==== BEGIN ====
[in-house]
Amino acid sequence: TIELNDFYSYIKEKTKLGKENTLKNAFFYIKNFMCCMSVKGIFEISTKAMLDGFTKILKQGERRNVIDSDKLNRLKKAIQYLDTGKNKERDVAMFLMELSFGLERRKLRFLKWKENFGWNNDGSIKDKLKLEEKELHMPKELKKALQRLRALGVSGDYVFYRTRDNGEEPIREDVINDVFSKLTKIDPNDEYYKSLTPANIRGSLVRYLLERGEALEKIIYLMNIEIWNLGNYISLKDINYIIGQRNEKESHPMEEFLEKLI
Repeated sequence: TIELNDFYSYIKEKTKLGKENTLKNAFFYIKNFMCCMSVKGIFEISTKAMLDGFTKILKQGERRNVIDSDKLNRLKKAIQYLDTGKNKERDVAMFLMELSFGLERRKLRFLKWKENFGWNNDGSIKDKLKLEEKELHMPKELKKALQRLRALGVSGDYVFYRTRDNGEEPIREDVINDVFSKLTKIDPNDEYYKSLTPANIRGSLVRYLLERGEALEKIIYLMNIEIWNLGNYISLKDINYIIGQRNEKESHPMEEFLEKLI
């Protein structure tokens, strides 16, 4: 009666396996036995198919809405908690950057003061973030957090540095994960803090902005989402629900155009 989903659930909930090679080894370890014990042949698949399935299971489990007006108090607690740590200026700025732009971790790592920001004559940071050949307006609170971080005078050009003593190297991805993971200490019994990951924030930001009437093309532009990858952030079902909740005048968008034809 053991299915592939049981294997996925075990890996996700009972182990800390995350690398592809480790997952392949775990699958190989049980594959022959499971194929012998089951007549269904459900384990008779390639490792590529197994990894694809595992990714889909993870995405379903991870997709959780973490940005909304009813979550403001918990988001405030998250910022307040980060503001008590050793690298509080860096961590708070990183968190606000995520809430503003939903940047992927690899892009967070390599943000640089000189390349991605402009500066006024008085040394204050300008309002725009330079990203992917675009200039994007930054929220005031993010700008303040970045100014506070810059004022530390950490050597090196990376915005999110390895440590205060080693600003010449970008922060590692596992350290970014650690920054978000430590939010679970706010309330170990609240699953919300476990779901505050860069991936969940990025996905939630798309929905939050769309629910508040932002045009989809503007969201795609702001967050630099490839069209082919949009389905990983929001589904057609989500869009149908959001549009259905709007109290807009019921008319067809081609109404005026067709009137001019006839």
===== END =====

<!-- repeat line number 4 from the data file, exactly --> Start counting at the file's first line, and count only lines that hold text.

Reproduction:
């Protein structure tokens, strides 16, 4: 009666396996036995198919809405908690950057003061973030957090540095994960803090902005989402629900155009 989903659930909930090679080894370890014990042949698949399935299971489990007006108090607690740590200026700025732009971790790592920001004559940071050949307006609170971080005078050009003593190297991805993971200490019994990951924030930001009437093309532009990858952030079902909740005048968008034809 053991299915592939049981294997996925075990890996996700009972182990800390995350690398592809480790997952392949775990699958190989049980594959022959499971194929012998089951007549269904459900384990008779390639490792590529197994990894694809595992990714889909993870995405379903991870997709959780973490940005909304009813979550403001918990988001405030998250910022307040980060503001008590050793690298509080860096961590708070990183968190606000995520809430503003939903940047992927690899892009967070390599943000640089000189390349991605402009500066006024008085040394204050300008309002725009330079990203992917675009200039994007930054929220005031993010700008303040970045100014506070810059004022530390950490050597090196990376915005999110390895440590205060080693600003010449970008922060590692596992350290970014650690920054978000430590939010679970706010309330170990609240699953919300476990779901505050860069991936969940990025996905939630798309929905939050769309629910508040932002045009989809503007969201795609702001967050630099490839069209082919949009389905990983929001589904057609989500869009149908959001549009259905709007109290807009019921008319067809081609109404005026067709009137001019006839």